The invention will be further illustrated with reference to the accompanying drawing wherein the single figure is a schematic flow sheet illustrating a preferred form of the present invention.

Turning now to the drawing, there is shown a first stage reactor 10 and a second stage reactor 12. A bed of particulate supported cobalt molybdate such as gamma alumina supported cobalt molybdate is provided in each of the reactors 10 and 12.

A crude oil from any suitable source (not shown) may be charged by way of a line 14 to a preheater 16 wherein the charge is heated to reaction temperature. Make-up hydrogen from an extraneous source may be added to the crude in the line 14 by way of a line 18, recycle off-gas rich in hydrogen may be charged to the crude line 14 by way of a recycle line 20, and heavy conversion components may be charged to the line 14 by way of a liquids recycle line 22.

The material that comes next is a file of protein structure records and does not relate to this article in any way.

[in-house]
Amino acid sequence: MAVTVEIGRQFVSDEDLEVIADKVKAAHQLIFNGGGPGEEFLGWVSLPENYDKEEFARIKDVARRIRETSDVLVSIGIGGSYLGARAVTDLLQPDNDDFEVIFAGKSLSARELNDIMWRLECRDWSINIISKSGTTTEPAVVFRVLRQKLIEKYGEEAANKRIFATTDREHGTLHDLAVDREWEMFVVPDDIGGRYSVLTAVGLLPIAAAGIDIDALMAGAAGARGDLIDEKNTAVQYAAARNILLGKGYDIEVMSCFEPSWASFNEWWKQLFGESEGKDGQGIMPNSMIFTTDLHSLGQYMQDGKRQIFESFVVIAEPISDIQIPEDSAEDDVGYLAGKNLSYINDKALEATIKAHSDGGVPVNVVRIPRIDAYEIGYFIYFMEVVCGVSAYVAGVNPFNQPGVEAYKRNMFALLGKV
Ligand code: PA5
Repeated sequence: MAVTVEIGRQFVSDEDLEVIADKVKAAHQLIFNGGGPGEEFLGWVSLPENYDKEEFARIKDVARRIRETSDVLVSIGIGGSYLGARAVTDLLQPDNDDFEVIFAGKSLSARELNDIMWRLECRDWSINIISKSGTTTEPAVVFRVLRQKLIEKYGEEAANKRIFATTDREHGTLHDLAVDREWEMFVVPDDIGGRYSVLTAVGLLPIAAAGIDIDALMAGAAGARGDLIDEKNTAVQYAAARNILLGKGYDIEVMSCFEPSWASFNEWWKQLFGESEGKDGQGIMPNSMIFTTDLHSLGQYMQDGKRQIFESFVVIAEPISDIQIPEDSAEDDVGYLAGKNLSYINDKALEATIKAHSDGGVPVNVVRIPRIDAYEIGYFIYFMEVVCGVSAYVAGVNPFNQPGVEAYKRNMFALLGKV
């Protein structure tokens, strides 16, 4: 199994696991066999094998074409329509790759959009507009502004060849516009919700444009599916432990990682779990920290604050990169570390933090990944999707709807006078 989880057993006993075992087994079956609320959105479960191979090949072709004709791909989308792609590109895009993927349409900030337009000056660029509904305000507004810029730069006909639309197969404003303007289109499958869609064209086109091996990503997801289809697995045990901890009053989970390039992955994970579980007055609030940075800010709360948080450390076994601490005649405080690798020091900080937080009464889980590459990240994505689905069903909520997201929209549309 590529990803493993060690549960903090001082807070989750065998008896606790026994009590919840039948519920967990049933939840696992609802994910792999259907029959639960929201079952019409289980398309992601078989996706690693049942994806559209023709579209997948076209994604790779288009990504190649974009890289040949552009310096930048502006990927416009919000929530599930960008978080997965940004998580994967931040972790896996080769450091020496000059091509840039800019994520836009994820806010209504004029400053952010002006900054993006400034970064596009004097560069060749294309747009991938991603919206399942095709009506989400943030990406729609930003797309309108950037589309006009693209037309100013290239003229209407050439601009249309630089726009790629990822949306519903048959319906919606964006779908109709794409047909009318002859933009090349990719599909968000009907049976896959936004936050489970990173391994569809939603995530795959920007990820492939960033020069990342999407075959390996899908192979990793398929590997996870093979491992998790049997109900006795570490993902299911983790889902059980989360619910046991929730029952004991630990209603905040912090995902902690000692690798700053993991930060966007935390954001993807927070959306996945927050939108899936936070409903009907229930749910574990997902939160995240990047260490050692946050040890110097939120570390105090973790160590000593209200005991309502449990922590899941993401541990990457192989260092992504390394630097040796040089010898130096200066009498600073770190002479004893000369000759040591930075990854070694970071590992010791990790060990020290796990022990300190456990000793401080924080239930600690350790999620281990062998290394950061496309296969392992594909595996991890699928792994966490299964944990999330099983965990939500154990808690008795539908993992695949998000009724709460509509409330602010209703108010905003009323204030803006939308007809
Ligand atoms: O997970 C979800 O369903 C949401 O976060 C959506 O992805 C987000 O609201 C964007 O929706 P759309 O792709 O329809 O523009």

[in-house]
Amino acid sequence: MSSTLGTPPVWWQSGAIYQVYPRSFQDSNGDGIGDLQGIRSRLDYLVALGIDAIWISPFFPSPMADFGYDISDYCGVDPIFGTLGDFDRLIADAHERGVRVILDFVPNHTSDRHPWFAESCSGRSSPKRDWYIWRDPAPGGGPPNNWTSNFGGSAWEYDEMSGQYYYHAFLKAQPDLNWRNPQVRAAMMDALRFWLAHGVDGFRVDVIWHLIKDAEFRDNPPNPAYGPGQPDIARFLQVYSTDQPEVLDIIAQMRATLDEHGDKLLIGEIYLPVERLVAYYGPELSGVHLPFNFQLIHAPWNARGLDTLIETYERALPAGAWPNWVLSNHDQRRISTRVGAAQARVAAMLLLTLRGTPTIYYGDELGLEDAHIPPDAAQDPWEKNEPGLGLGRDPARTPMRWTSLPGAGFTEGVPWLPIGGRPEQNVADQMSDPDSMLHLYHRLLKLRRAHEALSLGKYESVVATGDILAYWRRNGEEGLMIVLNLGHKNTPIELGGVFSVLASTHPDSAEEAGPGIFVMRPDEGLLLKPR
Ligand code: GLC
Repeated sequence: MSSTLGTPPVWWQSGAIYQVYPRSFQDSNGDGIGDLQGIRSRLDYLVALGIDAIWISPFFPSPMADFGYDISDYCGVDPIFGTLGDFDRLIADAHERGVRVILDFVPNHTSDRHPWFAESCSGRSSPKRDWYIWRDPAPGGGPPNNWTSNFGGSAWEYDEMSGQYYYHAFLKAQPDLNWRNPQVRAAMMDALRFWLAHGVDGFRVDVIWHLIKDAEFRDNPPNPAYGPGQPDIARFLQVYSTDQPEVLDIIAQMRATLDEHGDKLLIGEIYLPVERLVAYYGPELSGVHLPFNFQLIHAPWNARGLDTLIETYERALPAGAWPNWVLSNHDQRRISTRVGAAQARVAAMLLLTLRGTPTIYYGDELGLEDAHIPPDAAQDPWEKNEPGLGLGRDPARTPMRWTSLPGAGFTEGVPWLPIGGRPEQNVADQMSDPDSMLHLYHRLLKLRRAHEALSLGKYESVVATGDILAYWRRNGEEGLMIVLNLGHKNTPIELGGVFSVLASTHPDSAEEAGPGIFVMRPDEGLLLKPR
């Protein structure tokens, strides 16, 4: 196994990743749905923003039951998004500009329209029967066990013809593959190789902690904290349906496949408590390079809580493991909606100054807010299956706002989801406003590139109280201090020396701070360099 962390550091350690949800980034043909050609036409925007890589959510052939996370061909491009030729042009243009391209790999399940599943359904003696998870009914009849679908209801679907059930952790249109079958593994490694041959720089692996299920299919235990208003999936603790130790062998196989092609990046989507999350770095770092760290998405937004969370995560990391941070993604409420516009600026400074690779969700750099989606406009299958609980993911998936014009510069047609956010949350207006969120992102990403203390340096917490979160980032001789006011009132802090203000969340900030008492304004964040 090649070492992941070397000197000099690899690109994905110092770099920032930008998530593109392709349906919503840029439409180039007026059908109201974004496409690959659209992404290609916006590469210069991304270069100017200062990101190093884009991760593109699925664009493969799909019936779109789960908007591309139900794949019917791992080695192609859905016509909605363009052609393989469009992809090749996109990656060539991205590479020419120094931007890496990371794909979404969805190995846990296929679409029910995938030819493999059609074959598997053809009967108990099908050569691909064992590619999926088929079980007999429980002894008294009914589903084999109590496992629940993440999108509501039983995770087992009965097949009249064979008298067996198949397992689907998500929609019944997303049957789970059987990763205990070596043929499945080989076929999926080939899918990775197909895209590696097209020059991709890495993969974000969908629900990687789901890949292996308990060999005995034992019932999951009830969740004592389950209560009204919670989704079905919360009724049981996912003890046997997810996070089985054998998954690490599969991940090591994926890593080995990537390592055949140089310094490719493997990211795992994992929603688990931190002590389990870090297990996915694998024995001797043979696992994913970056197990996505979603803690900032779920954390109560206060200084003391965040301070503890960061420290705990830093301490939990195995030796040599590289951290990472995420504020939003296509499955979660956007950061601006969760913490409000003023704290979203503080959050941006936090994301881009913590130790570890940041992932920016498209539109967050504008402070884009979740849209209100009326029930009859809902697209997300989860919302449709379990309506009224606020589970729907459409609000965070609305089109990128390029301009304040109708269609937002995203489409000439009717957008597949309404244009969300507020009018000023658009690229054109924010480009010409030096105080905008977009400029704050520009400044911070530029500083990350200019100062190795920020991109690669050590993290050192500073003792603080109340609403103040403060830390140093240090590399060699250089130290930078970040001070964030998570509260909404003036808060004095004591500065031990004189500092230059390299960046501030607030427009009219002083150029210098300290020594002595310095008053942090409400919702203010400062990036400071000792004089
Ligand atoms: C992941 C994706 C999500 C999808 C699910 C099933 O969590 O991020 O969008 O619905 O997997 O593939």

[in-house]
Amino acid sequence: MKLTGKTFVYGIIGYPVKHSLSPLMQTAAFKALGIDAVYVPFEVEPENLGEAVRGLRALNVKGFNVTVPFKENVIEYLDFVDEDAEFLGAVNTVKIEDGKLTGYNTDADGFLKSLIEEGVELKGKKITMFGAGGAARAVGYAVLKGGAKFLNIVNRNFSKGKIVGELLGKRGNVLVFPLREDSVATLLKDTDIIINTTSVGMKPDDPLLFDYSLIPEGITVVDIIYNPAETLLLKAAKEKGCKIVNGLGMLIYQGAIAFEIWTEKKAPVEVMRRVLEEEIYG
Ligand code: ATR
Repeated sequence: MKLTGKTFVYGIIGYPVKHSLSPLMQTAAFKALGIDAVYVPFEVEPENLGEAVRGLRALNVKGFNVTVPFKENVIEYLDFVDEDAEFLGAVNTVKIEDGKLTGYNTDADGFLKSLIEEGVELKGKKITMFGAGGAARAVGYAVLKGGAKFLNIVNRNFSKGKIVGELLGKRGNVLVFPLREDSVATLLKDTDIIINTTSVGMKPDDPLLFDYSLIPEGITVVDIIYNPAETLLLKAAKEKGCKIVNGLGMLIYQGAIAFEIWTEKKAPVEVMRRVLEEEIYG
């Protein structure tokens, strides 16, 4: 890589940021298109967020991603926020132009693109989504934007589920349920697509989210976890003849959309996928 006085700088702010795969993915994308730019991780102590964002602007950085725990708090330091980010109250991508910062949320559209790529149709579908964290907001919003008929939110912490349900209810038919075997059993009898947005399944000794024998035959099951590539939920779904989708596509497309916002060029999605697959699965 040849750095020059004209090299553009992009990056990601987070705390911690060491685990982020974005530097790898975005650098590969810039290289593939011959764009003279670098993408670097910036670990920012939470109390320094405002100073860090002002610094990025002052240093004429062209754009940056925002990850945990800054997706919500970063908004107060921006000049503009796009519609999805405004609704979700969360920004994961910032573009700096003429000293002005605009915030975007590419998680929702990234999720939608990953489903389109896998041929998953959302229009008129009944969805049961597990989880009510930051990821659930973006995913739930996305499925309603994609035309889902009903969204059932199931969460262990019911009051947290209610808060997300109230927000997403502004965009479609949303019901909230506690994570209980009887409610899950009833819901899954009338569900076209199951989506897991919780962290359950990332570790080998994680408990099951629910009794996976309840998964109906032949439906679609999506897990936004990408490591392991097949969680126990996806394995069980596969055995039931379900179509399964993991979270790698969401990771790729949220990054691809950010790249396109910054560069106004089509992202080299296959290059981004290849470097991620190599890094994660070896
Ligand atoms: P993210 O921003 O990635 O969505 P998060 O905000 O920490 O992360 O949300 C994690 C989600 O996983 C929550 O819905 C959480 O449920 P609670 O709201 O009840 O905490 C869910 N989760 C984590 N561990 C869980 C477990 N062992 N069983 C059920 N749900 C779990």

The thus-prepared mixture of feed components is heated in the preheater 16 to a desired conversion temperature and discharged from thence by way of a charge line 24 leading to the bottom of the first stage reaction zone 10. The feed mixture is passed upflow through the first stage reactor 10 under conversion conditions as above set forth. As a consequence, the liquid components of the feed stock are partially desulfurized and, in addition, partial conversion of heavier components of the feed stock occurs. The total efiiuent from the reaction zone 10 is discharged from the top thereof by way of a discharge line 26 leading to a separator 28 wherein the total efliucnt is separated into a gas phase and a liquid phase. The gas phase, which will contain a substantial portion of the charge components, is charged to the second stage reactor 12 by way of a line 30 for further treatment under the above-described conversion conditions. As a consequence of the second stage, the sulfur content of the vapor phase fraction 30 is materially reduced and, in addition, olefins that may be present in the conversion products are at least partially saturated with hydrogen.